Quick Tips and Tricks for Robot-Assisted Esophagectomy: Ivor Lewis and McKeown

This video demonstrates the common pitfalls of robot-assisted esophagectomy and presents tips and techniques to performing the Ivor Lewis and McKeown procedures.

To begin making the conduit, it is advisable to begin at the lesser curvature and to use a 4.0 cm silk tie in order to gauge the width of the conduit—this helps to avoid creating a conduit that is either too narrow, too wide, or uneven. Using a 45 mm staple load, rather than a 60 mm load, affords better control over the length of the conduit, and it assists with maintaining consistent width. This size staple load also allows the surgeon to stretch the conduit and maximize the number of stapler firings, which helps to achieve full conduit length in the neck.

When pulling the conduit and specimen into the chest, two figure-of-eight sutures can be used to prevent any twisting along a singular suture line; this style of suture also helps prevents tears in the tissue and provides added stability as the conduit and specimen are pulled through the diaphragm.

Rather than performing a pyloroplasty, injection of the pylorus with Botox provides similar results. Using a 20 gauge mediastinoscopy aspirating needle affixed to a 5 ml syringe, injection of 100 units of Botox mixed with 4 ml of saline is performed, using 1 ml in each quadrant. It is important to create a wheal in the muscular part of the pylorus at each point and avoid injecting any vessels.

The Kocher maneuver is avoided in this procedure, as it may cause pyloric dysfunction and may facilitate bile reflux.

Placing two marking sutures on the conduit before pulling it up into the chest can help gauge how much of the conduit has been pulled into the chest, as oftentimes it can be misleading how much has been pulled through and how much remains below the diaphragm.

After moving into the chest and dissecting the esophagus, ligation of the azygos vein is performed for two reasons:

  1. Often the anastomosis is in this area, and ligating the azygos gives the surgeon a better view.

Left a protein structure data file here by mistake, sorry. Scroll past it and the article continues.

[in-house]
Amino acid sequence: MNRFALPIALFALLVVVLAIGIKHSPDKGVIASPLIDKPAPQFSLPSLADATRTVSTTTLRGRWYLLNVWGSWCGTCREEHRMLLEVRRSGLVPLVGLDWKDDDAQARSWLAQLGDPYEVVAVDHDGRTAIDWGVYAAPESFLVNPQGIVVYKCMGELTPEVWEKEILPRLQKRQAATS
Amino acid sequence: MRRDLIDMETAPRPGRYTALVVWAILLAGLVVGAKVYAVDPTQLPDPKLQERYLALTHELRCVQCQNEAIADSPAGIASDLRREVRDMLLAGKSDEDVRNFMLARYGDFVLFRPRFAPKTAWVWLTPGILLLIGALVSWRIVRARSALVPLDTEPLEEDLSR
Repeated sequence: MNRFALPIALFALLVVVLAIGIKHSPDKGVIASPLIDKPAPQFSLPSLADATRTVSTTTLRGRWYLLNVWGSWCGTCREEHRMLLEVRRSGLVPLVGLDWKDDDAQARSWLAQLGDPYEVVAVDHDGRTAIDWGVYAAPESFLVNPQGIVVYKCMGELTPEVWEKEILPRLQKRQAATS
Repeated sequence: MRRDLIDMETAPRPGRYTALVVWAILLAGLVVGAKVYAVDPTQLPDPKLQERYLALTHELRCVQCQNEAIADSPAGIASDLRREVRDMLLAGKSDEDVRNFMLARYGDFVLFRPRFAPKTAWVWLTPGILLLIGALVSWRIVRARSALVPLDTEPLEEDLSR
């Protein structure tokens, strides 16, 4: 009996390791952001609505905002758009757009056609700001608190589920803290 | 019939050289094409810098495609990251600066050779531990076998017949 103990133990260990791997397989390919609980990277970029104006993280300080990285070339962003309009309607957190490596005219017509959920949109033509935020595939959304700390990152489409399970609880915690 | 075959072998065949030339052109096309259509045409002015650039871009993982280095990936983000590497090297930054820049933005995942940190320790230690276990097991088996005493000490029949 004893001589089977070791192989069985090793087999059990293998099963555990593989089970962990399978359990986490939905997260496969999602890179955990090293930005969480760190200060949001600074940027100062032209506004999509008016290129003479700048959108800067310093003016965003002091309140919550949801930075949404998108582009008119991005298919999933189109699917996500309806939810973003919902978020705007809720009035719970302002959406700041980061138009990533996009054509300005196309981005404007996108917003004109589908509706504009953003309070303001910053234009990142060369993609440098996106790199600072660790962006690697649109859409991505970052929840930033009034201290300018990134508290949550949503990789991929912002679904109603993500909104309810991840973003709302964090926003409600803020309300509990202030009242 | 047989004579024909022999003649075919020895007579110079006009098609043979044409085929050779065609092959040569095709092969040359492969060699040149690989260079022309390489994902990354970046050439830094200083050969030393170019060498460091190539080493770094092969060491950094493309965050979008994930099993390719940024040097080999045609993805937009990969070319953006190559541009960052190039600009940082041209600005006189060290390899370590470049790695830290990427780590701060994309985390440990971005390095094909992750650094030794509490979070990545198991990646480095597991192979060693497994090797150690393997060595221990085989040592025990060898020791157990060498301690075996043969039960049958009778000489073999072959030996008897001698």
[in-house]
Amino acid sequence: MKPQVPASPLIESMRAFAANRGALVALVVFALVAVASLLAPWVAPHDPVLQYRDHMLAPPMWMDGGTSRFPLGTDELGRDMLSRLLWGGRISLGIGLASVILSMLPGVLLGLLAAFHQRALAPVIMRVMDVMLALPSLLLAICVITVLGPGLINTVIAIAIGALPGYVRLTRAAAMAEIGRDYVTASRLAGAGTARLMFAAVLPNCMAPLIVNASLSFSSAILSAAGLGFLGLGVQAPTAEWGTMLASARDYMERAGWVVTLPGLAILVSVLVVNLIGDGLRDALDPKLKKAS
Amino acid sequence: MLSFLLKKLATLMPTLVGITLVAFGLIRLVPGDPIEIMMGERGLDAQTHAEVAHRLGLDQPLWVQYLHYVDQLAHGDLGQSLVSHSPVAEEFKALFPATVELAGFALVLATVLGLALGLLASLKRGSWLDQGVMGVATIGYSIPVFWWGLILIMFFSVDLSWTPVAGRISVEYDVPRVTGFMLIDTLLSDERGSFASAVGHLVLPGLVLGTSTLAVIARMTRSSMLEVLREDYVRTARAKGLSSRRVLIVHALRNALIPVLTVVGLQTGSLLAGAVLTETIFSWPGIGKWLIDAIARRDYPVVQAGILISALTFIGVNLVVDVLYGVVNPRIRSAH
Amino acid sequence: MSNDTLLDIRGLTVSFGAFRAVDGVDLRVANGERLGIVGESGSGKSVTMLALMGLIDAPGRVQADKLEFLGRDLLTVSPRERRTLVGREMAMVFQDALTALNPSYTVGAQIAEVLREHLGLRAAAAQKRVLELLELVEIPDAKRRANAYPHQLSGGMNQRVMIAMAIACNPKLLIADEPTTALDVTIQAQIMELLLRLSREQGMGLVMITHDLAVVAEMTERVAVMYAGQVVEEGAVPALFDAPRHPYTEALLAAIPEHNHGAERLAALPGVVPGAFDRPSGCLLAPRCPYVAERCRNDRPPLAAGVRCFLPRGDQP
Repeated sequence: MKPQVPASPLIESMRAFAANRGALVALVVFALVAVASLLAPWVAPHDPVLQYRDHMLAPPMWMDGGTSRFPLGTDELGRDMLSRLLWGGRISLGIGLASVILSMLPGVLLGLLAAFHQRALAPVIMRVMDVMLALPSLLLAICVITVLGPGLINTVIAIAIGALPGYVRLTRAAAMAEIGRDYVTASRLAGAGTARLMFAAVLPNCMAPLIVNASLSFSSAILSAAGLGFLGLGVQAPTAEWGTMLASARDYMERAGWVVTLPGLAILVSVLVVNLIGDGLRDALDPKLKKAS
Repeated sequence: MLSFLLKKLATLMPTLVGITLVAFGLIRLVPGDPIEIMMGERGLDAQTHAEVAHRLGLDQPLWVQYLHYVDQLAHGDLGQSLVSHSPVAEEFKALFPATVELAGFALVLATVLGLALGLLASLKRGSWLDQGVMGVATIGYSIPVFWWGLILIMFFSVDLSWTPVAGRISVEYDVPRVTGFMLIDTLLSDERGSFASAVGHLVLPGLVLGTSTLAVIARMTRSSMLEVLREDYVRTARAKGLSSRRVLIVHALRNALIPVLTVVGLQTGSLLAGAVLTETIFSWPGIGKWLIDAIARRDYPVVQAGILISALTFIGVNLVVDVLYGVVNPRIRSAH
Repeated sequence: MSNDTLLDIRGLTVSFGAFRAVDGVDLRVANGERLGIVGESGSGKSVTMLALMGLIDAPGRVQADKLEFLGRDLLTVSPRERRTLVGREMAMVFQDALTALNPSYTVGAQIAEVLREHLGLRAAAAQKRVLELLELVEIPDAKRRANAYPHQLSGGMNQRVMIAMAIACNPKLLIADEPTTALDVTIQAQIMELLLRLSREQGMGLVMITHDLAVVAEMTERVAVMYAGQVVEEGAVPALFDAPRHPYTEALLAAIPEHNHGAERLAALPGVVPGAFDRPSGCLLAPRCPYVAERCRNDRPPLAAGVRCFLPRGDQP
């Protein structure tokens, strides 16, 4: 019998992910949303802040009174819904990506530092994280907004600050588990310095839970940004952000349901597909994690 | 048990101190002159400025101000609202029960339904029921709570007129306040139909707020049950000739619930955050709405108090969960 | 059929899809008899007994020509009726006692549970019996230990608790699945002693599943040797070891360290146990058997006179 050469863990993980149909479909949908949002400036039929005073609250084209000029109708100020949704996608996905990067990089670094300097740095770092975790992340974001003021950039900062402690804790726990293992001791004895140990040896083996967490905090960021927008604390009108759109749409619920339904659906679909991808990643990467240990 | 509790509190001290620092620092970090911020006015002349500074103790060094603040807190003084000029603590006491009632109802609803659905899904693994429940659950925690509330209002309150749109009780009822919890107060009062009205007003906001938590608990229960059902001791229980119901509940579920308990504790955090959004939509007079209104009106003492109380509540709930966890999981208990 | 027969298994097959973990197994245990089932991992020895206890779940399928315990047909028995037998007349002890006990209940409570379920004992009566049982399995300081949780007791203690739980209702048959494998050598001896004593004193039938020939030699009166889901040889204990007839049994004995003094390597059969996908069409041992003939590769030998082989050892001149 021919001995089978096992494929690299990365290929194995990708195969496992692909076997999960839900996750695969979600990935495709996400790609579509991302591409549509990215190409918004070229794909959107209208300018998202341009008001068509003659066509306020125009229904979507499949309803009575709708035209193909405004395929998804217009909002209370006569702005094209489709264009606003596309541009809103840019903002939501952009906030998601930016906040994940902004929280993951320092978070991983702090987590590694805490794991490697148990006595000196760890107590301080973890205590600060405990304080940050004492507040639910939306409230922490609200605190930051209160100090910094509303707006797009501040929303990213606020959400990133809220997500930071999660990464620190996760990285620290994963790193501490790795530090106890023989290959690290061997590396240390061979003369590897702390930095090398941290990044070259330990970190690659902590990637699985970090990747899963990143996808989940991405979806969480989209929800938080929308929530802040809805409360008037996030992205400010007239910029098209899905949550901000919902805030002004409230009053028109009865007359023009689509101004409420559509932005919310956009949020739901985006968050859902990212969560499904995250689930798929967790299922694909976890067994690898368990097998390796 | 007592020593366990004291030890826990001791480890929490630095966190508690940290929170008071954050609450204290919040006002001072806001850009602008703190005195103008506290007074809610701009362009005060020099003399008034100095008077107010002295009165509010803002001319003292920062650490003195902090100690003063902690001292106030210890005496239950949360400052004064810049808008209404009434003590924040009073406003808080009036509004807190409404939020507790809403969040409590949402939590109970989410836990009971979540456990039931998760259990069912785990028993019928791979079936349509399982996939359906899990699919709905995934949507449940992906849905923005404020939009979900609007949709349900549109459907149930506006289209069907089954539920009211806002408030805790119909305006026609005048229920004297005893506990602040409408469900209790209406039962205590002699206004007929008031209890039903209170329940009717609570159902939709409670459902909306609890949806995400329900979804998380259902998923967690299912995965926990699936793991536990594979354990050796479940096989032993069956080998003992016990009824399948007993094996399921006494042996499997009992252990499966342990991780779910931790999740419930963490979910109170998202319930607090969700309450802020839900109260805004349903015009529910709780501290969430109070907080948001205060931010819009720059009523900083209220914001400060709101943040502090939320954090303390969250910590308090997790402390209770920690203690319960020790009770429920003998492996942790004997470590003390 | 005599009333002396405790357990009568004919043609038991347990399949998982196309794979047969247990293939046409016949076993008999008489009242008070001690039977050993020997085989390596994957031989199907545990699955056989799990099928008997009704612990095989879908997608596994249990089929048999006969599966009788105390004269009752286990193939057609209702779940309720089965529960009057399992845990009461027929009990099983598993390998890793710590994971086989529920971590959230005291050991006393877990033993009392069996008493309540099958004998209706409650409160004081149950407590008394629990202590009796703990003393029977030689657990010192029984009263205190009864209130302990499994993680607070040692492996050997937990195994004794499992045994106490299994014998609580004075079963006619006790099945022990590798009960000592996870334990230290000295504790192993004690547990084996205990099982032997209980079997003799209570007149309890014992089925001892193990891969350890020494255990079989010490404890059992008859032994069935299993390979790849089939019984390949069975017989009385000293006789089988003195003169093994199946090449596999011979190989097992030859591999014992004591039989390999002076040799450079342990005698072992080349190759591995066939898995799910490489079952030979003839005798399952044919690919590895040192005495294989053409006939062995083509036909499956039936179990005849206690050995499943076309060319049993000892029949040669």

2. Additionally, if the azygous becomes engorged, it could cause pressure on the conduit or the anastomosis.

As the specimen is pulled up, avoid twisting of the conduit by ensuring that the staple line on the conduit is facing toward the screen. Note that this will only prevent 180 degree twisting, and not 360 degree twisting.

Once the conduit is in the chest, avoid grasping it with the Cadiere graspers or ProGrasp™ forceps as these can cause traumatic injury.

There are several ways to pull up the conduit:

  1. Using the lead point of the conduit to pull;
  2. Using a Forrester Ring Clamp or Landreneau Ring Clamp;
  3. Using 2 ProGrasps as seen in the video; or
  4. Rolling up surgicel as a buffer to prevent any traumatic tearing of the conduit.

After incising the esophagus, a Foley catheter with about 30 ml of water can be inserted to dilate the lumen of the esophagus so that it can more easily take the 29 mm anvil. The Foley can also be used to gauge what size of anvil the esophagus will take.

A 3-0 Prolene® on an SH needle is used to baseball stitch the mucosa and submucosa and provide a purse string around the anvil. A second concentric purse string of the same suture about 5 mm away from the initial one is placed to help secure the anvil in the proximal esophagus. The authors avoid taking too much tissue with wide bites, as this can result in misfiring of the EEA.

After creating the anastomosis, wrapping it with a pedicle of omentum can promote healing and help control any kind of leakage if a leak were to occur. The authors then secure the anastomosis to the pleura to prevent any excessive movement. Finally, they use a suture to tighten the crura where the conduit emerges from the diaphragm in order to prevent any hiatal hernia from occurring. The thoracic duct is often ligated with a large stitch at this time with as well.